February 1, 2017

Depression: The Most Common Illness in the World

The World Health Organization recognizes depression as the most common illness in the world and estimates that 350 million people are affected by depression globally [1].  Depression is a condition where the severity of the condition varies greatly from person to person.

Depression is a mental health disorder in which the patient faces sadness and loss of interest in various aspects of their life. These feelings often result in an unhealthy condition of the patient’s mood. It is common for people to confuse common fluctuations in the mood with depression. These fluctuations are part of a normal and healthy life; therefore depression cannot be classified by fluctuations in the mood over a very short period of time. The standard period of a depressive episode is usually 6-8 months to be classified as depression [2].

Since depression is a very complex disease, it is extremely difficult to narrow down a generalized cause. The condition varies patient to patient and a series of factors are observed in order to diagnose a patient. For instance, genetics and biological changes in neurotransmitter levels may cause depression. Neurotransmitters are chemical messengers in the brain that affect chemical changes in the body which cause a change in mood. Also, a family history of depression elevates the chances for the condition, as it is a genetic condition. Looking into family history in cases of depression is a common procedure for family physicians. Furthermore, there are environmental and physiological factors that may contribute to depression. These factors are often determined by social and personal factors a person may face in everyday life.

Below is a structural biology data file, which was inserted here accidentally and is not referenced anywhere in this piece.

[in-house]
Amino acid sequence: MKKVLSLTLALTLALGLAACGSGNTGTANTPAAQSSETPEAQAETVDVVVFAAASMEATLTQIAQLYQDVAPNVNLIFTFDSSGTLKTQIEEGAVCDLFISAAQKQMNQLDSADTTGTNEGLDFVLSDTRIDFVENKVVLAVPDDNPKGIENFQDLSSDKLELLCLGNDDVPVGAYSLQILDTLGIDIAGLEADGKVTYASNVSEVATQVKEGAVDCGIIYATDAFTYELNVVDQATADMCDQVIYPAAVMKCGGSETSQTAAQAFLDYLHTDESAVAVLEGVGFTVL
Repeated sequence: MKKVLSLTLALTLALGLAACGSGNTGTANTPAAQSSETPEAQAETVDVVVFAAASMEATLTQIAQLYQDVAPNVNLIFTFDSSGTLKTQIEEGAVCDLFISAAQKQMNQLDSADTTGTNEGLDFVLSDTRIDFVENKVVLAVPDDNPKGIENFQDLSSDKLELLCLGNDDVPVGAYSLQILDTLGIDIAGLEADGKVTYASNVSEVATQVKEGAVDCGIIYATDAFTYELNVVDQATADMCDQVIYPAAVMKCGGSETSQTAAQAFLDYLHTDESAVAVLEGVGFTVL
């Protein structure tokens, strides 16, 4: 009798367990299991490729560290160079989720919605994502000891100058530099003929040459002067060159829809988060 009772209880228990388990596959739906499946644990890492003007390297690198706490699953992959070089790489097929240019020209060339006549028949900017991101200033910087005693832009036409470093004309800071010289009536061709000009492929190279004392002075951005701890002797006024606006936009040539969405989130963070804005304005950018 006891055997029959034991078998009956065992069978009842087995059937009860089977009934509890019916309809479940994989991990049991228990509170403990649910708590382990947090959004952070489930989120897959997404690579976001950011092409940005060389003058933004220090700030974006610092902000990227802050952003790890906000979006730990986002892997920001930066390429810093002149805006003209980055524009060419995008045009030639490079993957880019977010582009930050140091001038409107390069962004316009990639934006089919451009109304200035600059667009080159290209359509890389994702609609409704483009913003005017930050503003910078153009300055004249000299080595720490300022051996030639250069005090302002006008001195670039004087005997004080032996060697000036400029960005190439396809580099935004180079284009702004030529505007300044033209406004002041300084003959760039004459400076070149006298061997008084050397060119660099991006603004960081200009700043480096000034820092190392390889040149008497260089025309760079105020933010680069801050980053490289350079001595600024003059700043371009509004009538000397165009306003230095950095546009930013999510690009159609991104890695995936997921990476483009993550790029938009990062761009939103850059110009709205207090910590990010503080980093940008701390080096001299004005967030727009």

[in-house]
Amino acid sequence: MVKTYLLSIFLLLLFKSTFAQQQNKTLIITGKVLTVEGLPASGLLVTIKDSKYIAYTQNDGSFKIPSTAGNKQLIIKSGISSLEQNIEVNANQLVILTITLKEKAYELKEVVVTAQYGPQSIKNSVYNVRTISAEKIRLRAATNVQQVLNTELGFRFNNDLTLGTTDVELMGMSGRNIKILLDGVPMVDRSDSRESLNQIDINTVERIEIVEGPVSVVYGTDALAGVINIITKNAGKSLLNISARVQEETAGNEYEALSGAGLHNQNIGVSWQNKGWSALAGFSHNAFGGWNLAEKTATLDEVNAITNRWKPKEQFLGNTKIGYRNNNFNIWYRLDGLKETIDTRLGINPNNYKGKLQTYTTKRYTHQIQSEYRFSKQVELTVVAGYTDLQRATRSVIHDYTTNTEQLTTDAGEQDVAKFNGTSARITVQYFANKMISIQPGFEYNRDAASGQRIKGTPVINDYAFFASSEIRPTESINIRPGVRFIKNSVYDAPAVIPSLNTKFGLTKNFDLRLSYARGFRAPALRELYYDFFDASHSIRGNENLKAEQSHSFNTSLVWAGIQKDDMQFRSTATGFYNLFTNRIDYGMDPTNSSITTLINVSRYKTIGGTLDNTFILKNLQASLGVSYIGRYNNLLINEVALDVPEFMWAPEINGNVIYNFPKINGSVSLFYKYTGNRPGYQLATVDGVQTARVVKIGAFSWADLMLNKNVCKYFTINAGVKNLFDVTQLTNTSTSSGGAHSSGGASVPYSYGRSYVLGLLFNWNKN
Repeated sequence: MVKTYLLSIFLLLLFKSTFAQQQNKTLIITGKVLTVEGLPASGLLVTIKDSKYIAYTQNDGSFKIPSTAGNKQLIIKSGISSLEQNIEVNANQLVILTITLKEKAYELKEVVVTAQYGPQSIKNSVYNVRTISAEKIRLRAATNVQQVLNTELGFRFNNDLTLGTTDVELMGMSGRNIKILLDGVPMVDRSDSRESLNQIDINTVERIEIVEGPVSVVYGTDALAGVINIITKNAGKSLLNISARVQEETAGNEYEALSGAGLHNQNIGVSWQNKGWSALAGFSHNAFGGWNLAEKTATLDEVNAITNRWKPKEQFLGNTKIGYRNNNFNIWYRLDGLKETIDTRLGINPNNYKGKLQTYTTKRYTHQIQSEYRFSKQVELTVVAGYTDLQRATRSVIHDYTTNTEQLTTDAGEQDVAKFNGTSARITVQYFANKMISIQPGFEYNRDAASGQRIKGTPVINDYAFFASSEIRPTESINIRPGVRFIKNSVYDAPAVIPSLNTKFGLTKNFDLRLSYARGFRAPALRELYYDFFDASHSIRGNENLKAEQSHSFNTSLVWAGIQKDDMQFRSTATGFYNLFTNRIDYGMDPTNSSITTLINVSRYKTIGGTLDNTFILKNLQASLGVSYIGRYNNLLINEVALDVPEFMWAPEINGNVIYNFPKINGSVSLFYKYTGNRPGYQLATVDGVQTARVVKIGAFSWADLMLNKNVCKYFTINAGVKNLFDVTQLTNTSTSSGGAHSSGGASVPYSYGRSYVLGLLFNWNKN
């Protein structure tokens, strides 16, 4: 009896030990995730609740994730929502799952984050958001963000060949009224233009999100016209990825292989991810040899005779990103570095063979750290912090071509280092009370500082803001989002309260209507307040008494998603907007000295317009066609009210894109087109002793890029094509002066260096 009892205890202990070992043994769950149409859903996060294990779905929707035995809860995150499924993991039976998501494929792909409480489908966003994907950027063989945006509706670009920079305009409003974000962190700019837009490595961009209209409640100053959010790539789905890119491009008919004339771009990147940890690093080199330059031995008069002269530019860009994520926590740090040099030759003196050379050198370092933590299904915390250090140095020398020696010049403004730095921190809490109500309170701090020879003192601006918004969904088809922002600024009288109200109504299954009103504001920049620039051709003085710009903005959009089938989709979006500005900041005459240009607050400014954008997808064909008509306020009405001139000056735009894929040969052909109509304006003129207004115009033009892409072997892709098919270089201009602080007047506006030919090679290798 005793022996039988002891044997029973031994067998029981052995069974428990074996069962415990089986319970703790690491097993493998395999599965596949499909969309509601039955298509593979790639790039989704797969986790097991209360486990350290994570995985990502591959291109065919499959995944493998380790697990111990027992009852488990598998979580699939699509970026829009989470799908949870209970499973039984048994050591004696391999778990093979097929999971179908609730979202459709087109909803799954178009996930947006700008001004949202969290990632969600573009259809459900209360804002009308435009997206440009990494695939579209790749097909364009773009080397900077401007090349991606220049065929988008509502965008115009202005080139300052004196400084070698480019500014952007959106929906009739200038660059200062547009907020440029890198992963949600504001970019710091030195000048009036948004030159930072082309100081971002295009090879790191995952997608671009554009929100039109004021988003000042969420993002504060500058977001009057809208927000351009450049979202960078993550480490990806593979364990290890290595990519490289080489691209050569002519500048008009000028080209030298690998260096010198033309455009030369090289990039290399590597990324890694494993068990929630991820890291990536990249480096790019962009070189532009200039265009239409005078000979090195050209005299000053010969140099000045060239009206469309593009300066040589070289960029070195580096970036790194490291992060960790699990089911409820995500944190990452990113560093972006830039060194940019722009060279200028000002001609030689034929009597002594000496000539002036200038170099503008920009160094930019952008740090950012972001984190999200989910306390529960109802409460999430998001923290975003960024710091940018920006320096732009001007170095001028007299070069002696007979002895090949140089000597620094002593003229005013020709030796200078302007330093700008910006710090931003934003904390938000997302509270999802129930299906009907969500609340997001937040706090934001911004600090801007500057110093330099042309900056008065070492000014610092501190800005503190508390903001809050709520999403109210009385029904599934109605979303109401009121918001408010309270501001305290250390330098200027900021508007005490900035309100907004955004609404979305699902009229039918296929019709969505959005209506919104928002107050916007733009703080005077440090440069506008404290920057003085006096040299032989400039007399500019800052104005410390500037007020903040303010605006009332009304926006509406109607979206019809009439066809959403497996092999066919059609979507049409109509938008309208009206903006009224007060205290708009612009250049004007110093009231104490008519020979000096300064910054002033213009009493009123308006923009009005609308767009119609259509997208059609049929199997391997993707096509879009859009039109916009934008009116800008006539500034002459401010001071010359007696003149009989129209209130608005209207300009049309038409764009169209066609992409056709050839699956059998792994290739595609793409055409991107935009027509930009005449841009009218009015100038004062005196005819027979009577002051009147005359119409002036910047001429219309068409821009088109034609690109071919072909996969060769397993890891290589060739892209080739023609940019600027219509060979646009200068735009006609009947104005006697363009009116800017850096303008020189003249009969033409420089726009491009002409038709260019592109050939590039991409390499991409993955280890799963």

These causes are often self-diagnosed, but it is vitally important that patients seek a medical professional’s attention in order to further classify the type of condition that they may be facing. Being in a bad mood doesn’t always signify depression, so it is best to get a professional opinion.

[1] Depression. World Health Organization. Retrieved from: http://www.who.int/mediacentre/factsheets/fs369/en/

[2] Depression: Causes, Symptoms, and Treatments. MacGill, Markus. Medical News Today. Retrieved from: http://www.medicalnewstoday.com/kc/depression-causes-symptoms-treatments-8933

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